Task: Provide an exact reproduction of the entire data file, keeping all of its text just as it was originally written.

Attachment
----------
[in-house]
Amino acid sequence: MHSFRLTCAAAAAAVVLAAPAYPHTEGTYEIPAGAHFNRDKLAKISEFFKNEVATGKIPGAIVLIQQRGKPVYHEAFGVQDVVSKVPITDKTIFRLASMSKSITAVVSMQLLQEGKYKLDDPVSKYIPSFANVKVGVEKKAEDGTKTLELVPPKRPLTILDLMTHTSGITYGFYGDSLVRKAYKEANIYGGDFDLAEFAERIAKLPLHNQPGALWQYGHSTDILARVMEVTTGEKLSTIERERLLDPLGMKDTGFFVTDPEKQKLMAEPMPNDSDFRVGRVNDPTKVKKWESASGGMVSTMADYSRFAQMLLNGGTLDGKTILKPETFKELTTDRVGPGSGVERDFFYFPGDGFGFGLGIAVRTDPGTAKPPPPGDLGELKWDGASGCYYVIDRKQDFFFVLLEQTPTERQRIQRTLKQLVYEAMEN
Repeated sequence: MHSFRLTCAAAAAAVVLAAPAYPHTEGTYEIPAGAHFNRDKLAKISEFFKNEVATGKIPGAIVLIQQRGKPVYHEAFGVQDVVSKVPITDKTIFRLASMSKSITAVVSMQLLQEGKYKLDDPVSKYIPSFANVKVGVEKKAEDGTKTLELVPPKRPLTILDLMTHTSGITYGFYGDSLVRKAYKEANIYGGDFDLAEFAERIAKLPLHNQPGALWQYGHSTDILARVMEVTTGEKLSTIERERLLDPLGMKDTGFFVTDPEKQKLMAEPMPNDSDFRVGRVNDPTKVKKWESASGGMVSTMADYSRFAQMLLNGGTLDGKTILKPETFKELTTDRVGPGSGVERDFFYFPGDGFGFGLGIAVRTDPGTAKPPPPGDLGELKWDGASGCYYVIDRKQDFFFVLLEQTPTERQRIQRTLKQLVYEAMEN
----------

[in-house]
Amino acid sequence: MHSFRLTCAAAAAAVVLAAPAYPHTEGTYEIPAGAHFNRDKLAKISEFFKNEVATGKIPGAIVLIQQRGKPVYHEAFGVQDVVSKVPITDKTIFRLASMSKSITAVVSMQLLQEGKYKLDDPVSKYIPSFANVKVGVEKKAEDGTKTLELVPPKRPLTILDLMTHTSGITYGFYGDSLVRKAYKEANIYGGDFDLAEFAERIAKLPLHNQPGALWQYGHSTDILARVMEVTTGEKLSTIERERLLDPLGMKDTGFFVTDPEKQKLMAEPMPNDSDFRVGRVNDPTKVKKWESASGGMVSTMADYSRFAQMLLNGGTLDGKTILKPETFKELTTDRVGPGSGVERDFFYFPGDGFGFGLGIAVRTDPGTAKPPPPGDLGELKWDGASGCYYVIDRKQDFFFVLLEQTPTERQRIQRTLKQLVYEAMEN
Repeated sequence: MHSFRLTCAAAAAAVVLAAPAYPHTEGTYEIPAGAHFNRDKLAKISEFFKNEVATGKIPGAIVLIQQRGKPVYHEAFGVQDVVSKVPITDKTIFRLASMSKSITAVVSMQLLQEGKYKLDDPVSKYIPSFANVKVGVEKKAEDGTKTLELVPPKRPLTILDLMTHTSGITYGFYGDSLVRKAYKEANIYGGDFDLAEFAERIAKLPLHNQPGALWQYGHSTDILARVMEVTTGEKLSTIERERLLDPLGMKDTGFFVTDPEKQKLMAEPMPNDSDFRVGRVNDPTKVKKWESASGGMVSTMADYSRFAQMLLNGGTLDGKTILKPETFKELTTDRVGPGSGVERDFFYFPGDGFGFGLGIAVRTDPGTAKPPPPGDLGELKWDGASGCYYVIDRKQDFFFVLLEQTPTERQRIQRTLKQLVYEAMEN